In the past, kings were allowed meat, but peasants could only eat bread or rice. That has always happened through the course of history, and so people with less money would find the need to adapt.
If you look at the Indian, Thai, Chinese and Israeli cuisine, you will find that those restaurants usually have veggie-friendly options, because, throughout the course of history, they adapted to lack of meat in tough times.
Naturally, I’m not saying it’s alright to eat meat, but it’s how non-vegans think. What they didn’t realize, is that vegan food is actually better for you, but I’m still glad vegan-friendly dishes were created in the process.
Here are examples of different (original) vegan dishes you can find in different cuisines:
- Sambar (tamarind-spiced lentil and vegetable stew) — South Indian.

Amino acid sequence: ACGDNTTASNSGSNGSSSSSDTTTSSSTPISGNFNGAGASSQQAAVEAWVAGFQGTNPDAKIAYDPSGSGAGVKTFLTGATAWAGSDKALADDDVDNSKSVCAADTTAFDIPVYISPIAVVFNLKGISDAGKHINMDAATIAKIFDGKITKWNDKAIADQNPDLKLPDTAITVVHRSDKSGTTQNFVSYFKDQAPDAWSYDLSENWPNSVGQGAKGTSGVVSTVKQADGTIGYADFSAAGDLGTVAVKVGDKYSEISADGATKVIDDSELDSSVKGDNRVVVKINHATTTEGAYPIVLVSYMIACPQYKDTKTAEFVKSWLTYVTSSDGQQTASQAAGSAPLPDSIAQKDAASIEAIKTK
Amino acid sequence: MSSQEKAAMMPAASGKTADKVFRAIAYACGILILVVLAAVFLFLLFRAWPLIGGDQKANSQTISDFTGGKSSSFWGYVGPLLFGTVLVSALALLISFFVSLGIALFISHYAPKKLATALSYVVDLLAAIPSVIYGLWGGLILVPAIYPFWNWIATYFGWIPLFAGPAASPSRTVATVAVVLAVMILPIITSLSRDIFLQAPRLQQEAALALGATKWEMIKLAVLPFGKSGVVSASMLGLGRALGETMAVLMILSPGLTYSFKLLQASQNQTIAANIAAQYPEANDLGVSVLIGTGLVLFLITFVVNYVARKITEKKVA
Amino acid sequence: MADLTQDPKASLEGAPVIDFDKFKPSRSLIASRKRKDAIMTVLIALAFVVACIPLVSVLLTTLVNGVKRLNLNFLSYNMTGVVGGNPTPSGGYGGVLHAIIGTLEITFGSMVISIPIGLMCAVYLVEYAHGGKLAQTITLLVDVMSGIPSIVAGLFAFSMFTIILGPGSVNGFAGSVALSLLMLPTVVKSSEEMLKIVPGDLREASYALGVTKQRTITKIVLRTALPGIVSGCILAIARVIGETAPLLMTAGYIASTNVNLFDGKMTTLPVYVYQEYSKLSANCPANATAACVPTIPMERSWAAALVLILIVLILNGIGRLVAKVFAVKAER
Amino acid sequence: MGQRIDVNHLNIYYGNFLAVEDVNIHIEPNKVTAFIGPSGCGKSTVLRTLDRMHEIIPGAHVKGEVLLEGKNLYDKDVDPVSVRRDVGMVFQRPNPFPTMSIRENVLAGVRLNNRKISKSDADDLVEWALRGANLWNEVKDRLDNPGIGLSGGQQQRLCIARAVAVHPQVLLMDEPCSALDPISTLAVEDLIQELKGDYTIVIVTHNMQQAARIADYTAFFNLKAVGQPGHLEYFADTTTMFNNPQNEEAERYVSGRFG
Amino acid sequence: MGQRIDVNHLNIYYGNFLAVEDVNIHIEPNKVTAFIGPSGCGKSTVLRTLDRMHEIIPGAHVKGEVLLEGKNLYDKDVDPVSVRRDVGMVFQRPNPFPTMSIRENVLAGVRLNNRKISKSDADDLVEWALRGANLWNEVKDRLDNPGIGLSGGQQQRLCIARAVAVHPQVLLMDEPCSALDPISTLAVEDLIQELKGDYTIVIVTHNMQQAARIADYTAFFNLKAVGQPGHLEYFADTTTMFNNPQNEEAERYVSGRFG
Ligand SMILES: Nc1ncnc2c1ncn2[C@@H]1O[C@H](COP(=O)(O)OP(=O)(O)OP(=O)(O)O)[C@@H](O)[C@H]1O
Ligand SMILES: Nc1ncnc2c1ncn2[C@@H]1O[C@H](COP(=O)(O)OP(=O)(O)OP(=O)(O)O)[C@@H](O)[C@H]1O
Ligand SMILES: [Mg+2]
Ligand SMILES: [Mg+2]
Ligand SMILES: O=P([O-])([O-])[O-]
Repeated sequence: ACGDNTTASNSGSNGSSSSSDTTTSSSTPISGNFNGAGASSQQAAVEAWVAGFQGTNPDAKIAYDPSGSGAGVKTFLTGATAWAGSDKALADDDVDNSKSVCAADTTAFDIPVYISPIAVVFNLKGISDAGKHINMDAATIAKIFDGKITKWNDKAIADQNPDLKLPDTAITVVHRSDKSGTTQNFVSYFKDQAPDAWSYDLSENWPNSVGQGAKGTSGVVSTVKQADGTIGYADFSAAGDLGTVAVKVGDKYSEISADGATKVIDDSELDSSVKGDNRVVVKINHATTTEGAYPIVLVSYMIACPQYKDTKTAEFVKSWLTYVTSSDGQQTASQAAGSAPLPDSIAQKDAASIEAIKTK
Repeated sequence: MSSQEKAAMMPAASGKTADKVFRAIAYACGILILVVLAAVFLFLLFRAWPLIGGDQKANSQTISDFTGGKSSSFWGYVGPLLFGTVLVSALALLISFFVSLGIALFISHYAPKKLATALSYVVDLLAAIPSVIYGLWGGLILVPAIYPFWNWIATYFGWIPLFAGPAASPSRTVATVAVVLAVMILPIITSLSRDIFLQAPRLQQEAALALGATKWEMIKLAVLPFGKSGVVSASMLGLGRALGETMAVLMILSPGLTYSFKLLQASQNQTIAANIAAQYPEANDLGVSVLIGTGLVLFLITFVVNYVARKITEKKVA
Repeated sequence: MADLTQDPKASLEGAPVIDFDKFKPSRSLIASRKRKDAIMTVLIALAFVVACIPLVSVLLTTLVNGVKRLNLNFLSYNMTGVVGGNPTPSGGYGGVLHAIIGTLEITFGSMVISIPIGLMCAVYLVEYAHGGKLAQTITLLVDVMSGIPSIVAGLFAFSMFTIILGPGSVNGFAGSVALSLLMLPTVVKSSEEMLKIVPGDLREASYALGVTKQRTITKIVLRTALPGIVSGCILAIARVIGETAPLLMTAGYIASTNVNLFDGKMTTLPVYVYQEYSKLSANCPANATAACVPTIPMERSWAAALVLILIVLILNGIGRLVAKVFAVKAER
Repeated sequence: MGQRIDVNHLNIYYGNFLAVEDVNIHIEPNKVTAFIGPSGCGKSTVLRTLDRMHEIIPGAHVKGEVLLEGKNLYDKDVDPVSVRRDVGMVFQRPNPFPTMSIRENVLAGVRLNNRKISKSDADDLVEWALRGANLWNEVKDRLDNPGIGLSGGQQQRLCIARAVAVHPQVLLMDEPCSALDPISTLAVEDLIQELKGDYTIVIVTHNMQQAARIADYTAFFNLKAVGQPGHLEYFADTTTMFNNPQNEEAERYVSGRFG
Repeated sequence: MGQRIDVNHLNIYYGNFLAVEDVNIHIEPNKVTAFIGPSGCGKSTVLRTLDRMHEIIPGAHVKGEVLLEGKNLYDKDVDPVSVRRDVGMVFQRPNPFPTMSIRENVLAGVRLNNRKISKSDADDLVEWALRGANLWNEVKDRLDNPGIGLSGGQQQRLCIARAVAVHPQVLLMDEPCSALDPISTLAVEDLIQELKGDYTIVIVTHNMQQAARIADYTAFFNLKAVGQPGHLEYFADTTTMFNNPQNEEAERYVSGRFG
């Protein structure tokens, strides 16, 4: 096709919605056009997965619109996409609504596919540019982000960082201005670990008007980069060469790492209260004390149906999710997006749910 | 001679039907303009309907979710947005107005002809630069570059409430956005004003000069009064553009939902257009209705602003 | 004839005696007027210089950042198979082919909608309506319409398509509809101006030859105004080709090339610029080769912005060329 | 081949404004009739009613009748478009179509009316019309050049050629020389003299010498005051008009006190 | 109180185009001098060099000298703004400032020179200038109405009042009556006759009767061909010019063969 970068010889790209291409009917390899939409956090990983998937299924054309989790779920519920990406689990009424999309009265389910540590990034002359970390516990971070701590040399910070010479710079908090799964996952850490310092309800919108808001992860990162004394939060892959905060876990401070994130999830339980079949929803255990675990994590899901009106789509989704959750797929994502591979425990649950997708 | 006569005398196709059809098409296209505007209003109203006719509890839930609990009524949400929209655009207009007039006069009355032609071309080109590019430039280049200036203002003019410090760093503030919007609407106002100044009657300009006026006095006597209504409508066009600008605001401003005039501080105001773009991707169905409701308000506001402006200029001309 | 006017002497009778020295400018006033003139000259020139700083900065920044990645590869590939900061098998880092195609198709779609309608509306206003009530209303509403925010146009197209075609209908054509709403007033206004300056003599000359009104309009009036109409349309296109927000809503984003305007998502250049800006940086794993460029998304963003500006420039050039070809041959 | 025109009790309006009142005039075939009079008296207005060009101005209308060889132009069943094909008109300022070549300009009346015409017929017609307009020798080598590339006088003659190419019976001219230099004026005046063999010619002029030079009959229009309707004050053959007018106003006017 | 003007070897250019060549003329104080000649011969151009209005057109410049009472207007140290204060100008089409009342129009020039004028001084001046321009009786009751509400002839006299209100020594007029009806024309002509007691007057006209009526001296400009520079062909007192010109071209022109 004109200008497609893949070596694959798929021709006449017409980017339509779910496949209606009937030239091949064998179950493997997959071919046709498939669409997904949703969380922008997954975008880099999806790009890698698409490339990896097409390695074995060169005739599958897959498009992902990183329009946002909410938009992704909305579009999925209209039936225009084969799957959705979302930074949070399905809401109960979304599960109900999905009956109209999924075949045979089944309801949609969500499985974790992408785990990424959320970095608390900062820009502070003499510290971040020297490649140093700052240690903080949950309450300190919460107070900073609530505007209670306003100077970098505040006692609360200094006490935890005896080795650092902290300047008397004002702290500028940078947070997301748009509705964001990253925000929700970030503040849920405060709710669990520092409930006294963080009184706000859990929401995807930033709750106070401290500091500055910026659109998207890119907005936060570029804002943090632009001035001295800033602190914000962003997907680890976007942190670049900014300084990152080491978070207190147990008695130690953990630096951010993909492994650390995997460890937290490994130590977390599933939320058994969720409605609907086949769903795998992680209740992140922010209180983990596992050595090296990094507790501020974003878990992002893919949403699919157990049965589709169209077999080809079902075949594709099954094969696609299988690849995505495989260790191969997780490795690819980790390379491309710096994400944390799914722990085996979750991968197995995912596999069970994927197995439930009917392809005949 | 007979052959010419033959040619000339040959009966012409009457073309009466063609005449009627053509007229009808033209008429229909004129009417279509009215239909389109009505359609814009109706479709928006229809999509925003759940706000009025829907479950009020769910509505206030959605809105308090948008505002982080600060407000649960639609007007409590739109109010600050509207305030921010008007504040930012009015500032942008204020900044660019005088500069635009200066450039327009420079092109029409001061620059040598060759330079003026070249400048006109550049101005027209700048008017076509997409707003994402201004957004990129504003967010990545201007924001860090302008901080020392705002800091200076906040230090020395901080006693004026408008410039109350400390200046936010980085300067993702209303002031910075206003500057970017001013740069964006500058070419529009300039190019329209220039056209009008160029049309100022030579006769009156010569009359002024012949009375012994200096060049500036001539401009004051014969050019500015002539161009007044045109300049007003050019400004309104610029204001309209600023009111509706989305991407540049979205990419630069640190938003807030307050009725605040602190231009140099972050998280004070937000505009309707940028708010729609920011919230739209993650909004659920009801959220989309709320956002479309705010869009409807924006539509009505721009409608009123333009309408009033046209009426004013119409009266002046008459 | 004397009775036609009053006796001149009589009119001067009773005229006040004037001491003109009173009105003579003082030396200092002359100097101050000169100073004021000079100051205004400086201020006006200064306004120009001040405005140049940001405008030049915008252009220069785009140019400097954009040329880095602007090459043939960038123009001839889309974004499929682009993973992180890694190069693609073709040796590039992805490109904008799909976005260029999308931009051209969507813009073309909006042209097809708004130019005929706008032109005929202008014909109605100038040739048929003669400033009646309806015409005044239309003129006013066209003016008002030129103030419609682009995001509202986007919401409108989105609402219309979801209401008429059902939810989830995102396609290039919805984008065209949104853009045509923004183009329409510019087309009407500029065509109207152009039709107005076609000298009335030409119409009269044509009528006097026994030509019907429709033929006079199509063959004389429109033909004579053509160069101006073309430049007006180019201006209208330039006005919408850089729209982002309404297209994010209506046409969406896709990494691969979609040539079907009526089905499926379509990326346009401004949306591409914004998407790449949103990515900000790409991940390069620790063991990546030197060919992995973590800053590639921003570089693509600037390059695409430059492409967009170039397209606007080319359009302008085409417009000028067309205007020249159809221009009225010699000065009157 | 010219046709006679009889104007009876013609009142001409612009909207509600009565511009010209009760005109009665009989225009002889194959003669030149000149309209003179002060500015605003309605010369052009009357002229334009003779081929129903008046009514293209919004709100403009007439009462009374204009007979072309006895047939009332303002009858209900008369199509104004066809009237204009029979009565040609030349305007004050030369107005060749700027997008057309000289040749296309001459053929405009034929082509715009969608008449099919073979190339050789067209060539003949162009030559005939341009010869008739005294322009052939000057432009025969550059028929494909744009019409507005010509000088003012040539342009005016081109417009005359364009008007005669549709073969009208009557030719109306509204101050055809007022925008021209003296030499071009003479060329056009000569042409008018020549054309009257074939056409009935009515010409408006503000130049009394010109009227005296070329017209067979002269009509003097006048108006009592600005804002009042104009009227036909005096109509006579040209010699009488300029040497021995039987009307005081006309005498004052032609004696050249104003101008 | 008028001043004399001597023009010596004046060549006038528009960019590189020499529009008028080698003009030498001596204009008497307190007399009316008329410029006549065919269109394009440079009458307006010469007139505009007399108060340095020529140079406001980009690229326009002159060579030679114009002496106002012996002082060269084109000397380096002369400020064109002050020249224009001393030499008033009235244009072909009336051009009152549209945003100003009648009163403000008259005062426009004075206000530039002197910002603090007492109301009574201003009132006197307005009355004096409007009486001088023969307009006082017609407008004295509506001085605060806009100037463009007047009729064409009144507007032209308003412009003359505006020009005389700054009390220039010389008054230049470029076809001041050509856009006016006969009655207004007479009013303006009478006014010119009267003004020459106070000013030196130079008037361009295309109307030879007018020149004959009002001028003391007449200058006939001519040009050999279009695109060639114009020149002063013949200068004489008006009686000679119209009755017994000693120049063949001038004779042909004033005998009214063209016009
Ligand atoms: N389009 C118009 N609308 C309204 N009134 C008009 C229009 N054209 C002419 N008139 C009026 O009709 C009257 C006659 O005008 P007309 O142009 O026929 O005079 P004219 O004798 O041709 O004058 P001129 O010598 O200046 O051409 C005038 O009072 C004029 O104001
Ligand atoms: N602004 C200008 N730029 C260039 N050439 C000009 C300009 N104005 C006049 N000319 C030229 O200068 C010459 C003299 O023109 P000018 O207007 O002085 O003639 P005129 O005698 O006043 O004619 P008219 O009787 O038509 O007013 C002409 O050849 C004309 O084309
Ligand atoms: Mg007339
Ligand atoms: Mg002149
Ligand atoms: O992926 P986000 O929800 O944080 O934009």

- Chickpea wat — Ethiopian
- Falafels served with tahini sauce, often inside a pita — Greece
- Haroset — Jewish dish in Israel
- Tao Hoo Song Kreung which is basically mixed tofu — Thailand
There are literally thousands of original vegan dishes in most traditional cuisines. Don’t think that vegan dishes are a thing of the present since certain cultures/religions have always considered certain animals like cows to be sacred.
Judaism, for instance, demands both humane treatment of animals and the protection of human health. It comes at no surprise that Israel is the mecca of veganism.
#7 – Ask For Small Alterations
Whenever you got to a vegan-friendly restaurant, don’t think that what’s on the menu is set in stone.
With certain dishes, you can ask for small alterations. Instead of cheese, perhaps you can ask for caramelized onions, or maybe even some mushrooms. Perhaps you can ask the cook the leave cheese off the plate, or use a different kind of oil.